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Washington Post Heightens Wonk Wars With Storyline

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WASHINGTON POST STORYLINE
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NEW YORK -- The Washington Post escalated the wonk wars Tuesday with the latest addition to the growing field of policy journalism.

The Post's new online vertical, Storyline, will cover policy topics through articles, videos and charts -- or "chapters" -- that follow a particular storyline.

Jim Tankersley, a Post economics writer who serves as Storyline's editor, told HuffPost the new vertical will avoid “hypothetical policy debates” and the ins and outs of Washington sausage-making. Storyline, he said, will distinguish itself through narrative journalism.

"We are going to tell stories with people, with characters, with human drama, in a way that other policy sites don’t do very often," Tankersley said. "And we’re going to do it every day."

While the Post's newsroom covers beats such as health care, Storyline's small team will instead tackle a specific question like,"How is the Affordable Care Act changing us?” The storyline begins with a piece about a woman's Medicaid travails, followed by charts, statistics and related stories. Other storylines will revolve around rural America and the “uneven” economic recovery. The team's work will appear first on washingtonpost.com, and may also appear in the newspaper.

The Post released a teaser video Friday that described Storyline's mission as "all about people and policy." In just over a minute, the video emphasized telling "stories" seven times.

Journalism is rooted in storytelling, with reporters often seeking out an individual's experience to put a human face on a broader issue. So in a way, Storyline follows in a well-worn journalistic tradition.

But Tankersley emphasized that Storyline will depart from traditional newspaper narrative writing through extensive use of data and by publishing a cluster of stories around topics it will continue to follow for days or weeks at a time.

Managing editor Ryan McCarthy, a former HuffPost editor, wrote in an “Owner’s Manual” for the vertical how “each day's storyline is like a small meal -- an entree and a whole mess of side dishes.” Those dishes, he said, will include "visual data journalism, videos, reader response pieces, columns, short-form narratives, as-told-to interviews, oddball versions of oral histories and stuff that’s just plain fun."

The Post announced plans for a new initiative focused on the “real-world impact of public policy” on Jan. 24, which happened to be Ezra Klein’s last day at the paper. Klein, who started the Post’s Wonkblog, left to co-found Vox.com, which joins a burgeoning data-journalism and policy space alongside ESPN’s FiveThirtyEight, The New York Times’ The Upshot, and The New Republic’s Q.E.D.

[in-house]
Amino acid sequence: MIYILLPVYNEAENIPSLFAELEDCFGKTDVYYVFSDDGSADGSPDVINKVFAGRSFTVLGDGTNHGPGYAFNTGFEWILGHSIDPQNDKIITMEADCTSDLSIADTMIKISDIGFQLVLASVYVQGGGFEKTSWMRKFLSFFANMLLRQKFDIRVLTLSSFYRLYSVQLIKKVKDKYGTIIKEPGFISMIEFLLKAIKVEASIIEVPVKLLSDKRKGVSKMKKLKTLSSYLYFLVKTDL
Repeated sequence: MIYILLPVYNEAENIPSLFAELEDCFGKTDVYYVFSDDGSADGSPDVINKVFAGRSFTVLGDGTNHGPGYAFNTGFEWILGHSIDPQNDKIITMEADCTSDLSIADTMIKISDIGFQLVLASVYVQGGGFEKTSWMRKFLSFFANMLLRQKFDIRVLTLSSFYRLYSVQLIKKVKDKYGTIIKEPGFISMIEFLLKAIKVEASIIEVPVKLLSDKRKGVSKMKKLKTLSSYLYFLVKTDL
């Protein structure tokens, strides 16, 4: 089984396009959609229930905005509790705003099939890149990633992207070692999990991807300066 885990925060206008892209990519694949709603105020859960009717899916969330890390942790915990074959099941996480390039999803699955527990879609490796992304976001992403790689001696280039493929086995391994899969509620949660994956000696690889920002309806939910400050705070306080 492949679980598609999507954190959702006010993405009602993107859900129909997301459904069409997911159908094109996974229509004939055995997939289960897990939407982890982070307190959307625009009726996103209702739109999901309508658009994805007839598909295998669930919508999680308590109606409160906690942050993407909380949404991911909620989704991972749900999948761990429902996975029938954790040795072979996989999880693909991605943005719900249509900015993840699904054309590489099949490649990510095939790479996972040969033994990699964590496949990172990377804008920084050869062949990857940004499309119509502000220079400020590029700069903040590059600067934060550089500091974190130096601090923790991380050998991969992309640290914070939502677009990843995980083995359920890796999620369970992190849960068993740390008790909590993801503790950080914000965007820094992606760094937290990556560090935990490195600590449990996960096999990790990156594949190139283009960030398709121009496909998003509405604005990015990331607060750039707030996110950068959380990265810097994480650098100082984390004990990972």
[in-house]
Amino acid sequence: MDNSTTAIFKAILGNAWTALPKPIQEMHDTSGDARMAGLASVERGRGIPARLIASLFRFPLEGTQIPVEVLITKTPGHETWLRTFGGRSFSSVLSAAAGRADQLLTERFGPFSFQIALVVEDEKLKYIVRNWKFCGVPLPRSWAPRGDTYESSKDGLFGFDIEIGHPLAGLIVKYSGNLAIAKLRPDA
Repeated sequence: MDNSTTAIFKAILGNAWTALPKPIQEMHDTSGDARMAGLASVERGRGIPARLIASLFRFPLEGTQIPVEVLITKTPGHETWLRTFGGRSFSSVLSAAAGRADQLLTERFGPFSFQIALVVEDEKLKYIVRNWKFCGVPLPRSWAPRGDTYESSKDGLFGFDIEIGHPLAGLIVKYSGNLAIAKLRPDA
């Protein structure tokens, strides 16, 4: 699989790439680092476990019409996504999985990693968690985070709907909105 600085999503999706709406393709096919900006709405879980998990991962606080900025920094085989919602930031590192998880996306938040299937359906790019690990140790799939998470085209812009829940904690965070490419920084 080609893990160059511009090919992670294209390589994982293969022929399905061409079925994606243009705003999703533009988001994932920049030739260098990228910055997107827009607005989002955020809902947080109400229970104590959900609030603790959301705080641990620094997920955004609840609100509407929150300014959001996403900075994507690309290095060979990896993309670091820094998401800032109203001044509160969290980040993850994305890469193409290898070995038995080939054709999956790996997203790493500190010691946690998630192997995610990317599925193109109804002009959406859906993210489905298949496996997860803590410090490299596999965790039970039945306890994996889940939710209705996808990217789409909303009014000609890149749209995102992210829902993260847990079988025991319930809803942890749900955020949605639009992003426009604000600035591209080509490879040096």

Tankersley, who joined The Post in December 2012, recalled speaking with colleague Eli Saslow last fall about the need for “a great hub" around the paper's storytelling and policy work. Since billionaire Amazon chief Jeff Bezos purchased The Post last year, managers have sought news ideas from the newsroom, and there are more resources to support them. Tankersley drafted a proposal in December and management signed off the following month.

It's unlikely The Post would’ve launched a project like Storyline a few years ago. Ravaged by print advertising loses, The Post shrank its newsroom and retrenched nationwide by closing bureaus in New York, Los Angeles and Chicago. Publisher Katharine Weymouth described the paper's focus a few years ago as “for and about Washington.”

The newsroom has grown significantly this year and management's ambitions now stretch far beyond the Beltway. Weymouth recently told staffers the Post was “pivoting” in an attempt to increase its national and international audience, according to the Columbia Journalism Review.

Tankersley said reporters will regularly get out of Washington, noting that several urban and rural areas are located within a few hours of the nation's capital. And signaling the Post's national ambitions, Tankersley said that Storyline writers have already trekked to Colorado, Illinois and Missouri.

"We see our audience as national and we see our audience as Washington," Tankersley said. "We want people in Washington to understand the country better and we want people around the country to better understand Washington."

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